Owing to the presence of the transverse slot or slots, the deformations produced at one of the longitudinal ends of the sleeve by the insertion of a plug are practically not transmitted to the other longitudinal end and therefore are not liable to compromise the insertion of another plug in this other end. Further, owing to this independence of the deformations, the socket according to the invention accepts large differences in diameter between the opposed plugs. Moreover, as the elastic element which encompasses the sleeve is in itself insulating, no additional measure for insulating is to be taken to avoid short circuits.
Further characteristics and advantages of the invention will be explained hereinafter with the aid of the following additional description with reference to the accompanying drawings.
FIG. 1 of these drawings represents separately a socket arranged in accordance with a first embodiment of the invention and shown in a diagrammatic axial section and two plugs intended to cooperate with this socket.
FIGS. 2 and 3 represent the socket of FIG. 1 after the insertion of the right plug and the insertion of two plugs respectively.
FIG. 4 illustrates, in a view similar to that of FIG. 3, the deformation of a socket which is not in conformity with the present invention.
FIGS. 5 and 6 represent in perspective two possible embodiments for the sleeve in a single piece which is part of the socket of FIGS. 1 to 3.
FIGS. 7 and 8 represent respectively in elevation and in a view from one end, a possible third embodiment of this sleeve in a single piece.
FIG. 9 represents in perspective a sleeve in two parts which is part of a socket arranged in accordance with a second embodiment of the invention, and two plugs intended to cooperate with this socket.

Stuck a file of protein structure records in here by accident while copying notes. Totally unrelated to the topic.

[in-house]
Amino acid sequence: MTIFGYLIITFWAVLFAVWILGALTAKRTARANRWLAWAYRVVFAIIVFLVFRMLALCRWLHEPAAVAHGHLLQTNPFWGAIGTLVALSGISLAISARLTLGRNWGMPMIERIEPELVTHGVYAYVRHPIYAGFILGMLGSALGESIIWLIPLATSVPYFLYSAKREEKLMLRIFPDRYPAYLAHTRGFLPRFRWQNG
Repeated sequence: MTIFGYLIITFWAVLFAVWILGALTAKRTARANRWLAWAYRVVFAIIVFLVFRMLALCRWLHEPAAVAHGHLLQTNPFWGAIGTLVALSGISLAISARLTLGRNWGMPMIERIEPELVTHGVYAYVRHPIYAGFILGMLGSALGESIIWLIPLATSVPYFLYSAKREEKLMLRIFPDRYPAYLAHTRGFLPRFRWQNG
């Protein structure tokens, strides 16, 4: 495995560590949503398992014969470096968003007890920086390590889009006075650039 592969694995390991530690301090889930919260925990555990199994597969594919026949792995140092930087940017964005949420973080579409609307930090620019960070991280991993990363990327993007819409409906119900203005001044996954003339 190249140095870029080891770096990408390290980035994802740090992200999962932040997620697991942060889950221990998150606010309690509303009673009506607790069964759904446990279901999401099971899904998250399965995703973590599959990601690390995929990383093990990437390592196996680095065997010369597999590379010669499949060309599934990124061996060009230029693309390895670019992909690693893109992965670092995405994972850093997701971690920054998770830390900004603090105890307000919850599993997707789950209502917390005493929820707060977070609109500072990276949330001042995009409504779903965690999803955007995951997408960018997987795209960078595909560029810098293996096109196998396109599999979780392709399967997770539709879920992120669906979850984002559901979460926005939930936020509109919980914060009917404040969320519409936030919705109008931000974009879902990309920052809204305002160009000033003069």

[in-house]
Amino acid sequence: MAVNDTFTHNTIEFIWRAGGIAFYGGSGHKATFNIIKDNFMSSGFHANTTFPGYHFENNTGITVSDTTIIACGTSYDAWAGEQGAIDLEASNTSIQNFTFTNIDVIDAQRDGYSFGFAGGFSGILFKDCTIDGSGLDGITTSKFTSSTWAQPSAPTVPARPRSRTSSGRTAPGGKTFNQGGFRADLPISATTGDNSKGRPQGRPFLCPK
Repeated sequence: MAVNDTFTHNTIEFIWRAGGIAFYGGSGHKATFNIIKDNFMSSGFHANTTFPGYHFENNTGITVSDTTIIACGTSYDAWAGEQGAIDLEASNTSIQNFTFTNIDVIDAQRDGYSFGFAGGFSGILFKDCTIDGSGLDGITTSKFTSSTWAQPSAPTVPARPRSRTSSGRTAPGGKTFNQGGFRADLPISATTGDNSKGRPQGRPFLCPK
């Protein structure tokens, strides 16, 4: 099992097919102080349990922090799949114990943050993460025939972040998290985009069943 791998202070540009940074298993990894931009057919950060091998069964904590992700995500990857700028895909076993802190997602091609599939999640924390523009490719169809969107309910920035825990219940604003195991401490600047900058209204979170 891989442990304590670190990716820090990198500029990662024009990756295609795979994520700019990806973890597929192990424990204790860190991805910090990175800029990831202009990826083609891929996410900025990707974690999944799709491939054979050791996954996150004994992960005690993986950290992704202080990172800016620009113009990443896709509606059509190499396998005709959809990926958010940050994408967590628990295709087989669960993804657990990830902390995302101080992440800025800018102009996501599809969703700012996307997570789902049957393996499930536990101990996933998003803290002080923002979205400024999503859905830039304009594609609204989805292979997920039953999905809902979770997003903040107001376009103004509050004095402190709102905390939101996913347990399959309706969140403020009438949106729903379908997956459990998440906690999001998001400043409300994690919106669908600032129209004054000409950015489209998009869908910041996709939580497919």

FIG. 10 represents a sheet metal blank for producing each of the two parts of the sleeve of FIG. 9.
FIG. 11 represents a modification of FIG. 10.
FIG. 12 shows, in cross-section, the complete socket whose sleeve is represented in FIG. 9.
FIGS. 13 to 15 each represent a modification of the socket of FIG. 12.
In FIG. 1 there is shown an electric contact socket 1 which is open at its two longitudinal ends so as to be capable of receiving two aligned contact plugs 2 and 3 respectively inserted in these two ends and thus electrically connecting conductors (not shown) attached to these two plugs 2, 3 and which is essentially constituted by a metallic sleeve 4 provided with at least one longitudinal 5 (see FIG. 5) and encompassed by an elastic element 6.
According to the invention, the longitudinal slot 5, which is the sole longitudinal slot according to the embodiment of FIGS. 1 to 3 and 5, extends from one longitudinal end to the other of the sleeve 4, as is clear from FIG. 5. This sleeve 4 is further provided with two transverse slots 7 each of which extends from the longitudinal slot 5, midway along the length of the sleeve 4, and which are so dimensioned that they leave, in the material of the sleeve 4, a continuous strip 8 which extends from one to the other of the longitudinal ends of the sleeve 4. Lastly, the element 6 is made from a hollow body of insulating elastomer (elastic plastics material or natural or synthetic rubber).
In the embodiment of FIGS. 1 to 3 and 5, the sleeve 4 may have a cylindrical shape of an open contour. According to the modification of FIG. 6 where the sleeve is designated by 4a, the latter may have an open polygonal contour, for example a pentagonal contour, in which case the strip 8 may correspond to the median side of the polygon forming this contour.